The last straw
by CAM TAIT
The last time I wrote, at length, on the virtues of drinking beer with a straw on a Sunday morning wasn’t a big hit with Grandma Murray.
You see, it was 1984. There I was, in quite a large photo, on a section front of The Edmonton Journal, enjoying one of my favourite beers with a blue plastic straw.
Grandma was so humiliated by the photo she sat in the very last pew at the south end of Trinity United Church … by herself. As soon as the service ended, she rushed out to the car, skipping visiting in the foyer, fearing she might be asked about her grandson sipping a beer in the Sunday paper.
Sorry, Grandma. It’s all in a day’s work.
Which is why I’m compelled for another Sunday straw story. Because, my drinking problem may get worse.
Oh, no: not the typical type of drinking problem you might think.
See, I live with cerebral palsy and lifting a glass to my mouth without spilling, frankly, doesn’t happen.
So, I use straws to drink everything: water, coffee, martinis and even expensive wine.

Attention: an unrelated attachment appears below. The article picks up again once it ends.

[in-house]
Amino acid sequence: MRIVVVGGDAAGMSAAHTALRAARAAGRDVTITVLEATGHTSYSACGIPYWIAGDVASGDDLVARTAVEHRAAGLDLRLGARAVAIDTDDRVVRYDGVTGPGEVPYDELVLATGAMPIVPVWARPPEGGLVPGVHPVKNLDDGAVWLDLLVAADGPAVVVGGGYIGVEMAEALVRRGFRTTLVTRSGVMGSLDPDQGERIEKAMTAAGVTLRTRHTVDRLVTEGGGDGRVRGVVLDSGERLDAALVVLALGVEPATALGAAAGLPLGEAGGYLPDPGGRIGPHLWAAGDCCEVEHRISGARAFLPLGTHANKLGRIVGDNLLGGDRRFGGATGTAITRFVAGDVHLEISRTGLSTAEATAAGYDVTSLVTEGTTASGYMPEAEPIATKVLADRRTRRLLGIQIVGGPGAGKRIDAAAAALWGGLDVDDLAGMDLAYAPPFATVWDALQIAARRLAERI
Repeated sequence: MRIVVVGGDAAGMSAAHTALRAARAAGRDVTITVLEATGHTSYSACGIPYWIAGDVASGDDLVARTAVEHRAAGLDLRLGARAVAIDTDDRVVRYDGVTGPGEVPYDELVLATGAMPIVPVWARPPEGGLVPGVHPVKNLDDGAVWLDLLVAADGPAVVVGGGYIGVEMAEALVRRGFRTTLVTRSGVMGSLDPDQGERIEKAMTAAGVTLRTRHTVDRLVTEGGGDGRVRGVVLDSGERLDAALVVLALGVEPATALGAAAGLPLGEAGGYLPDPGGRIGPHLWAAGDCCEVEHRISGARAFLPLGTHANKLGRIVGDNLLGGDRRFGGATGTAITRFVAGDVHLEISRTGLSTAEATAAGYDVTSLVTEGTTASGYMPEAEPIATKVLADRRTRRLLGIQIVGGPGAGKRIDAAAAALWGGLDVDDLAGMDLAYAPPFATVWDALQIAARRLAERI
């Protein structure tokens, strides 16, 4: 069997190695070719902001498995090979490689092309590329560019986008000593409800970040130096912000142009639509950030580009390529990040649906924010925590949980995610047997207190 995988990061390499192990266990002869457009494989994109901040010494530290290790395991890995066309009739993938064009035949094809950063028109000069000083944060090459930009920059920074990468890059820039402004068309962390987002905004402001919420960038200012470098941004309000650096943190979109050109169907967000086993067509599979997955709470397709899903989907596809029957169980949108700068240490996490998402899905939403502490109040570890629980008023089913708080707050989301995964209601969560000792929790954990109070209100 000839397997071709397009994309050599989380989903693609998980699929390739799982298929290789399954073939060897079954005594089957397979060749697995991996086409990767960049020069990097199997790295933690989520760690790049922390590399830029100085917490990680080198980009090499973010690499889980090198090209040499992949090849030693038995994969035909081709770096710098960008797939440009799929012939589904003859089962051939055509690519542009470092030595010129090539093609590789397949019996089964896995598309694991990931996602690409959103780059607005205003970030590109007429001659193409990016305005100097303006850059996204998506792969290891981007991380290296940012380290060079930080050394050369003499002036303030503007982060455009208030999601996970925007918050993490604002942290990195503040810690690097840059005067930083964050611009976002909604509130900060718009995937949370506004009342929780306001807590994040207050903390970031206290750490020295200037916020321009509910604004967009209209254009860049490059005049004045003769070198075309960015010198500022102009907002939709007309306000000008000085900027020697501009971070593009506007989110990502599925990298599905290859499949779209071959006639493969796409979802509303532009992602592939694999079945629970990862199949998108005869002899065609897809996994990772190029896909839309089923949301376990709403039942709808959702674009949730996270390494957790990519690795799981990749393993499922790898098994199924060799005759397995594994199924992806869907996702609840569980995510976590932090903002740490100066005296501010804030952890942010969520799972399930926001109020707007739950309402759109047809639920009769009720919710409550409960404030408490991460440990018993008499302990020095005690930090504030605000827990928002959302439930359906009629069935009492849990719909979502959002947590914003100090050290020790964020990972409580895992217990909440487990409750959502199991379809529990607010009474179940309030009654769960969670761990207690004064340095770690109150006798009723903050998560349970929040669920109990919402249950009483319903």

In fact, one evening when we ordered to vintage bottle of the grape, our waiter very cleverly quipped: “Let me go see if I can find you a 50-year-old straw to complement your wine.”
But, a straw of such age would probably be a paper straw.
I never have got along with paper straws.
To be honest, though, I can’t remember the last time I used a paper straw. So, I’m mentally preparing myself to get ready for paper straws.
Perhaps you’ve heard: Starbucks, one of my favourites, announced it will be banning plastic straws by 2020. American Airlines flew in the game, too, and said plastic straws will be a thing of the past, replacing them with stir sticks.
Ever try enjoying a 10-ounce soda pop with a stir stick? It takes forever.
But the real issue here is the return of paper straws.
I’ll be blunt: I eat them. Chomp right now on them. And, after three or four sips, which automatically turn into heavy bites, the paper straw is flat. Real flat.
Despite employing heavy suction, I end up with a mouthful of paper and very little — if any — of the beverage in my mouth.
Plastic straws never do that.
The paper straw thing has me concerned, even though I am conscious of environmental things.
If the coffee giant Starbucks is eliminating plastic straws, you can bet others will follow. And that’s a concern when you are given an unexpected beverage in an unexpected place, but you need a straw.
(I could, of course, carry a pack of straws with me, but that would take the fun away, wouldn’t it?)
I can’t tell you the number of times we’ve popped into a fast food establishment to get a straw.
My fear is those straws are paper, which will not be pleasant.
That’s not my only worry, though.
I’ve just written 500 words on the downfall of paper straws.
I really hope it doesn’t suck.